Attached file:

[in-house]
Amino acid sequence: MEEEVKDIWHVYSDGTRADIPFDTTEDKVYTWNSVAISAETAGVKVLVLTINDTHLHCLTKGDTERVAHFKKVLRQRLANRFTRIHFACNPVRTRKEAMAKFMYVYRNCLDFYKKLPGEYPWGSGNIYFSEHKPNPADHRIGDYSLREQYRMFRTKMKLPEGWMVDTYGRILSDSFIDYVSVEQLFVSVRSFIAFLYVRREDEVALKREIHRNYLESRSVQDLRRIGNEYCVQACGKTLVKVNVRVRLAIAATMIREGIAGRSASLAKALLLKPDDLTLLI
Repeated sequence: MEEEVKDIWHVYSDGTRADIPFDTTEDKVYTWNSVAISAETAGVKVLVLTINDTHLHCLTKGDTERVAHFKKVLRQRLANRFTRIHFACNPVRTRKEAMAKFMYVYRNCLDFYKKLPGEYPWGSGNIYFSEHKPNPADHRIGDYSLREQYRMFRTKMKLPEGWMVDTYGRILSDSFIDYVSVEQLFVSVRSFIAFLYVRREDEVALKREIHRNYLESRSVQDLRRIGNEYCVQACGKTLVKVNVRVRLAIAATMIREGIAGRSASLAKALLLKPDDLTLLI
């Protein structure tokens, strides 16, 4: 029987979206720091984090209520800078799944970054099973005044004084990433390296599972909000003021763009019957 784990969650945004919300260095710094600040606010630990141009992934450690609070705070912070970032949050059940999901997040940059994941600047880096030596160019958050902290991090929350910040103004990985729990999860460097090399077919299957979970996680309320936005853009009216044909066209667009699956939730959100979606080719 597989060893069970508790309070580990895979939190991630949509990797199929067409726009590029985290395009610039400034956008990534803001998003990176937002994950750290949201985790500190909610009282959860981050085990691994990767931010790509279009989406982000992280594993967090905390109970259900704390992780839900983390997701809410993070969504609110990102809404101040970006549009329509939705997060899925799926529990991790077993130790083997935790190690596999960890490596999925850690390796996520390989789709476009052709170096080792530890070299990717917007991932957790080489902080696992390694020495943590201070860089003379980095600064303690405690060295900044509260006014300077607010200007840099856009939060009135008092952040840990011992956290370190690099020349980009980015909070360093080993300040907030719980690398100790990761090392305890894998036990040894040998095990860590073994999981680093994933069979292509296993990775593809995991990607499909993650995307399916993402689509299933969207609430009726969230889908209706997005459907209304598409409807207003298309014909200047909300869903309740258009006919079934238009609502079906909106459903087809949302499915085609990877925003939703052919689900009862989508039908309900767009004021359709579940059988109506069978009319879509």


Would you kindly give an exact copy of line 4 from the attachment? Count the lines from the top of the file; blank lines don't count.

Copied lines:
């Protein structure tokens, strides 16, 4: 029987979206720091984090209520800078799944970054099973005044004084990433390296599972909000003021763009019957 784990969650945004919300260095710094600040606010630990141009992934450690609070705070912070970032949050059940999901997040940059994941600047880096030596160019958050902290991090929350910040103004990985729990999860460097090399077919299957979970996680309320936005853009009216044909066209667009699956939730959100979606080719 597989060893069970508790309070580990895979939190991630949509990797199929067409726009590029985290395009610039400034956008990534803001998003990176937002994950750290949201985790500190909610009282959860981050085990691994990767931010790509279009989406982000992280594993967090905390109970259900704390992780839900983390997701809410993070969504609110990102809404101040970006549009329509939705997060899925799926529990991790077993130790083997935790190690596999960890490596999925850690390796996520390989789709476009052709170096080792530890070299990717917007991932957790080489902080696992390694020495943590201070860089003379980095600064303690405690060295900044509260006014300077607010200007840099856009939060009135008092952040840990011992956290370190690099020349980009980015909070360093080993300040907030719980690398100790990761090392305890894998036990040894040998095990860590073994999981680093994933069979292509296993990775593809995991990607499909993650995307399916993402689509299933969207609430009726969230889908209706997005459907209304598409409807207003298309014909200047909300869903309740258009006919079934238009609502079906909106459903087809949302499915085609990877925003939703052919689900009862989508039908309900767009004021359709579940059988109506069978009319879509």